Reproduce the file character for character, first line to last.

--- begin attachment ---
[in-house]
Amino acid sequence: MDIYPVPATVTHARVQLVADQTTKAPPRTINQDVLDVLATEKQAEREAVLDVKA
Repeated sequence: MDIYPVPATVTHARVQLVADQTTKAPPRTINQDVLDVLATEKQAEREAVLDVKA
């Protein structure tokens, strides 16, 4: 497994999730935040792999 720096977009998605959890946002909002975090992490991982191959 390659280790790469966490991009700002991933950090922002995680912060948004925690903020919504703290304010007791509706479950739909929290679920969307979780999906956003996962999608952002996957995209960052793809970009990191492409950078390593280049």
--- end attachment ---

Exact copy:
[in-house]
Amino acid sequence: MDIYPVPATVTHARVQLVADQTTKAPPRTINQDVLDVLATEKQAEREAVLDVKA
Repeated sequence: MDIYPVPATVTHARVQLVADQTTKAPPRTINQDVLDVLATEKQAEREAVLDVKA
């Protein structure tokens, strides 16, 4: 497994999730935040792999 720096977009998605959890946002909002975090992490991982191959 390659280790790469966490991009700002991933950090922002995680912060948004925690903020919504703290304010007791509706479950739909929290679920969307979780999906956003996962999608952002996957995209960052793809970009990191492409950078390593280049």